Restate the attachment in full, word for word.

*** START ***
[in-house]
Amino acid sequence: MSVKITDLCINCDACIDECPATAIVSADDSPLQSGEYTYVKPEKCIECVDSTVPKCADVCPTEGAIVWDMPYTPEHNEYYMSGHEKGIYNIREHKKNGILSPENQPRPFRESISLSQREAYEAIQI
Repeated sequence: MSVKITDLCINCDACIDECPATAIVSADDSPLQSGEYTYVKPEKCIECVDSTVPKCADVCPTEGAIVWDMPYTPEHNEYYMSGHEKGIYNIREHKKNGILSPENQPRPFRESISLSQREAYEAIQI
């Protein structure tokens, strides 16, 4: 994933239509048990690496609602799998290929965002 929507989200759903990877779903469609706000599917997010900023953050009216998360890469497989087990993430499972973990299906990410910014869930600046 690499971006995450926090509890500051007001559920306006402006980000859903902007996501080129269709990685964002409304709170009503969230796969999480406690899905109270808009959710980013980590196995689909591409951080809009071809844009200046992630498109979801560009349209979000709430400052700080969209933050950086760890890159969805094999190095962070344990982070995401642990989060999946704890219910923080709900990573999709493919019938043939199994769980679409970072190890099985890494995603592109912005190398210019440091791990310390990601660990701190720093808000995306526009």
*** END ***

[in-house]
Amino acid sequence: MSVKITDLCINCDACIDECPATAIVSADDSPLQSGEYTYVKPEKCIECVDSTVPKCADVCPTEGAIVWDMPYTPEHNEYYMSGHEKGIYNIREHKKNGILSPENQPRPFRESISLSQREAYEAIQI
Repeated sequence: MSVKITDLCINCDACIDECPATAIVSADDSPLQSGEYTYVKPEKCIECVDSTVPKCADVCPTEGAIVWDMPYTPEHNEYYMSGHEKGIYNIREHKKNGILSPENQPRPFRESISLSQREAYEAIQI
């Protein structure tokens, strides 16, 4: 994933239509048990690496609602799998290929965002 929507989200759903990877779903469609706000599917997010900023953050009216998360890469497989087990993430499972973990299906990410910014869930600046 690499971006995450926090509890500051007001559920306006402006980000859903902007996501080129269709990685964002409304709170009503969230796969999480406690899905109270808009959710980013980590196995689909591409951080809009071809844009200046992630498109979801560009349209979000709430400052700080969209933050950086760890890159969805094999190095962070344990982070995401642990989060999946704890219910923080709900990573999709493919019938043939199994769980679409970072190890099985890494995603592109912005190398210019440091791990310390990601660990701190720093808000995306526009």